On why he decided on playing football at UNH: “Coach [Sean McDonnell] is a great coach who is known to be dedicated to the football program and to those who play for him. He can really bring out the best in you. His personal efforts in contacting me directly, as part of the recruiting process, meant a lot and was probably the most motivating factor in my decision of where to play. The location was also a plus.”

On his role as a recruited walk-on: “I work hard to help the team out in any way I can. I do hope to become a top player in the near future but if it doesn’t happen, I’ll continue to work hard and do whatever I can for the team.”

On what it means to be a member of the UNH football team: “I take a lot of pride in this team, and my teammates have become like my brothers. I have never been around a group of people who want to win more than these guys. Not just the desire to win, but a winning attitude as well.  I am proud to be a part of it all and thankful to wake up every day and have the honor of representing a great organization, state, and be a part of a true brotherhood.”

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Overcoming Injury: UNH Wideout Seth Sheridan Battles Back to Football

Seth Sheridan began playing football at age nine. Little did he know how far the game would take him.

When Sheridan was 12 years old and growing up in Ashburnham, Mass., his skills started to flourish. At that time, his parents told him that he had the talent to play in the top tier of college football.

“I always had confidence, but I never really believed [them] until I was 17 and started to attract various recruiters from around New England,” Sheridan said. “Once the recruiters showed interest in me, I figured I was good enough to play at the collegiate level and continued to work hard toward that goal.”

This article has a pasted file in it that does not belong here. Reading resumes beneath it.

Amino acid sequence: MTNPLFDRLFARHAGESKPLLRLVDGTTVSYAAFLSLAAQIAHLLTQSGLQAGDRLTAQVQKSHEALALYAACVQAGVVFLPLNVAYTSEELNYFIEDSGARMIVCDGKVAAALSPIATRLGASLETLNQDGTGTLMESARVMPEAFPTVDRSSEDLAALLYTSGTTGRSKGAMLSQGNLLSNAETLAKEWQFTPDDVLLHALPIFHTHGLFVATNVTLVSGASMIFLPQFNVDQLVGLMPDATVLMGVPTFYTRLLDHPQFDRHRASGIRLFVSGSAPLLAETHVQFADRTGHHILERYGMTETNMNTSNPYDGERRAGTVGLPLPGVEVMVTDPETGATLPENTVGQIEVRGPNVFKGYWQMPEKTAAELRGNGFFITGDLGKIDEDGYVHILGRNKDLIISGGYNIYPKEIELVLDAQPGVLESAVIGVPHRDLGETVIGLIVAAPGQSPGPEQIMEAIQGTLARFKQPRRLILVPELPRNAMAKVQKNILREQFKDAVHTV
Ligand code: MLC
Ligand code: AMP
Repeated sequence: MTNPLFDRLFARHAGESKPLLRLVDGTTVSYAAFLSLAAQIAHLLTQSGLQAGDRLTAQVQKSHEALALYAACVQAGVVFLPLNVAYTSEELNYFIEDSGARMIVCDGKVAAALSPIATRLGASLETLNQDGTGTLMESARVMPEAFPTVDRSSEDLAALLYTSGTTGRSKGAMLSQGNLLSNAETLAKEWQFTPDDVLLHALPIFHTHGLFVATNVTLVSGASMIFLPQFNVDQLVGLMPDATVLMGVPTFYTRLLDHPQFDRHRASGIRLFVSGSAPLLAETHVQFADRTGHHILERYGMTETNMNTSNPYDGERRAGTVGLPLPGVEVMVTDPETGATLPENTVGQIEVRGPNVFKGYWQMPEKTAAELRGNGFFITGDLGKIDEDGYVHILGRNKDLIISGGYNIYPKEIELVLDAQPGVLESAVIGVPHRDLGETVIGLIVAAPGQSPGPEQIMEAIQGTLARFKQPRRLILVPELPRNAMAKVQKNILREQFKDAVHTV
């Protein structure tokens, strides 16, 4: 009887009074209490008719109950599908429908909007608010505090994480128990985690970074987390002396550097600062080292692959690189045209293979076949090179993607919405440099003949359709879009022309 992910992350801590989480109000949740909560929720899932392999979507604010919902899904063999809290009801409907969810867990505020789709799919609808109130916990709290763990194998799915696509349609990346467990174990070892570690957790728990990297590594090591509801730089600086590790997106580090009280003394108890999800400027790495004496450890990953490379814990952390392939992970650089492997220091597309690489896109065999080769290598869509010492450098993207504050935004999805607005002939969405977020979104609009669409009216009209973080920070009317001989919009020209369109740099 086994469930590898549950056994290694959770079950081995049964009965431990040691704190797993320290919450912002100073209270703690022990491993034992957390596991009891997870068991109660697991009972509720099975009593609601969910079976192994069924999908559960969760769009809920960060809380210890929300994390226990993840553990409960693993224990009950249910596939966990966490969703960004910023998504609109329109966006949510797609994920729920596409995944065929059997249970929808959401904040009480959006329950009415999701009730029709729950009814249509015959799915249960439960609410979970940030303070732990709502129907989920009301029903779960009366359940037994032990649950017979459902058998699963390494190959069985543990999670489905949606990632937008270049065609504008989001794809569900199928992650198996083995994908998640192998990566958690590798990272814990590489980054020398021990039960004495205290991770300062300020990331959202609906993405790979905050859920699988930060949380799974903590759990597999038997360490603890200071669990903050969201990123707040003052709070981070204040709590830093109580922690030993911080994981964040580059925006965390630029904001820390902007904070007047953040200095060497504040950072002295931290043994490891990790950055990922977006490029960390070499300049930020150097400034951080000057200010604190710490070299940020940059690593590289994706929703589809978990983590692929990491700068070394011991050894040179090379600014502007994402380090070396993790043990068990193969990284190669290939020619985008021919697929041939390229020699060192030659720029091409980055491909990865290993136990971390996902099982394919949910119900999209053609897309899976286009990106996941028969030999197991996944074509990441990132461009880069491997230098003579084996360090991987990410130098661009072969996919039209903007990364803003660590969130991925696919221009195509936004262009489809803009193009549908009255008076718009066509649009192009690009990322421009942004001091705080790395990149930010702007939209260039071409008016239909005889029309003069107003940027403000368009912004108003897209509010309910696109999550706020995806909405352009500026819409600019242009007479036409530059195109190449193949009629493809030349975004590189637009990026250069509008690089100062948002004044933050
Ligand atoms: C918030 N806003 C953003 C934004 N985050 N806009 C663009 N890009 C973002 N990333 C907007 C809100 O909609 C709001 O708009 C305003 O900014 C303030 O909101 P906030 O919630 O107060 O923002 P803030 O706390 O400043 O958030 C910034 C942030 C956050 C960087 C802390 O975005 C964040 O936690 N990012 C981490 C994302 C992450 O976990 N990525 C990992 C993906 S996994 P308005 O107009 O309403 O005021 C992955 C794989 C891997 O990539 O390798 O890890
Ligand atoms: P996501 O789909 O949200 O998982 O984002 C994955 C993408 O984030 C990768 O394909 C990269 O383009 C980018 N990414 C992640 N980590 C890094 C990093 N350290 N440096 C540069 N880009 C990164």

Seth Sheridan’s drive to play college football is years in the making. (Courtesy Photo/Seth Sheridan)

Then, it happened.

During the seventh game of his senior year at Oakmont Regional High School, Sheridan dodged a tackler and his right knee buckled underneath him.

He tore his ACL, MCL and meniscus. Just like that, Sheridan saw college football opportunities evade him.

“I learned just how much the game of football is also a business, and my resume of injuries was holding me back,” he said. “Most schools stopped looking my way. I became a risk and it came down to who would take the risk.”

Following surgery, Sheridan faced a six to nine month timetable of recovery. So in order to regain interest of college recruiters, the speedy tailback opted for a post-graduate year at Bridgton Academy in North Bridgton, Maine.

With the Wolverines, Sheridan transitioned to the wide receiver position and was at a level of play conducive to recruiting exposure.

But during a summer camp scrimmage, it happened again.

“I blew out my left knee,” said Sheridan. “Ironically, it was the exact same thing as the first injury. I ended up leaving Bridgton and coming home for the semester to rehab and focus on what I wanted to do with life.”

Sheridan underwent surgery for a second time to repair the damage. Still, he was determined not to let his medical misfortune stop him from achieving his dream.

A few months later, he was back at the gym doing squats in order to build up strength in his quads.

He felt a pop.

It was all too familiar, Sheridan had re-torn the meniscus in his right knee. He was slated for yet another surgery and months of rehab.

“It was at this point I had a lot of people tell me I should look at different things other than football in life and that it just wasn’t meant to be,” Sheridan said. “But I still wasn’t ready to give up.”